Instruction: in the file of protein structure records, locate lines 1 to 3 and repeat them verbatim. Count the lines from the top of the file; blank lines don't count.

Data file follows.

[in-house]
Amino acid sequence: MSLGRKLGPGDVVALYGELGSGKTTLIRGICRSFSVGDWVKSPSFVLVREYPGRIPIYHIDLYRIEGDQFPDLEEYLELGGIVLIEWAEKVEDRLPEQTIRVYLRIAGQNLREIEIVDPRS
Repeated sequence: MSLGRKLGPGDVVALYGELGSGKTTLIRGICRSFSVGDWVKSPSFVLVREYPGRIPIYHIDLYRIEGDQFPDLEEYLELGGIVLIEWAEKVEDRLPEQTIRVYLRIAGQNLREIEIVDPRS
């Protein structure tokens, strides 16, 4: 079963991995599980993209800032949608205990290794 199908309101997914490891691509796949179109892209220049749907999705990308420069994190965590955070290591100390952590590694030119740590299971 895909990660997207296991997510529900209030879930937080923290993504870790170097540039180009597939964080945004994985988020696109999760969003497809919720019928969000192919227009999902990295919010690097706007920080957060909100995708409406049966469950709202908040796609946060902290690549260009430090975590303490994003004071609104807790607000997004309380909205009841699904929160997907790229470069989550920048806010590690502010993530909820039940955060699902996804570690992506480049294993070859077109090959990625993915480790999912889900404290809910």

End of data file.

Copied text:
[in-house]
Amino acid sequence: MSLGRKLGPGDVVALYGELGSGKTTLIRGICRSFSVGDWVKSPSFVLVREYPGRIPIYHIDLYRIEGDQFPDLEEYLELGGIVLIEWAEKVEDRLPEQTIRVYLRIAGQNLREIEIVDPRS
Repeated sequence: MSLGRKLGPGDVVALYGELGSGKTTLIRGICRSFSVGDWVKSPSFVLVREYPGRIPIYHIDLYRIEGDQFPDLEEYLELGGIVLIEWAEKVEDRLPEQTIRVYLRIAGQNLREIEIVDPRS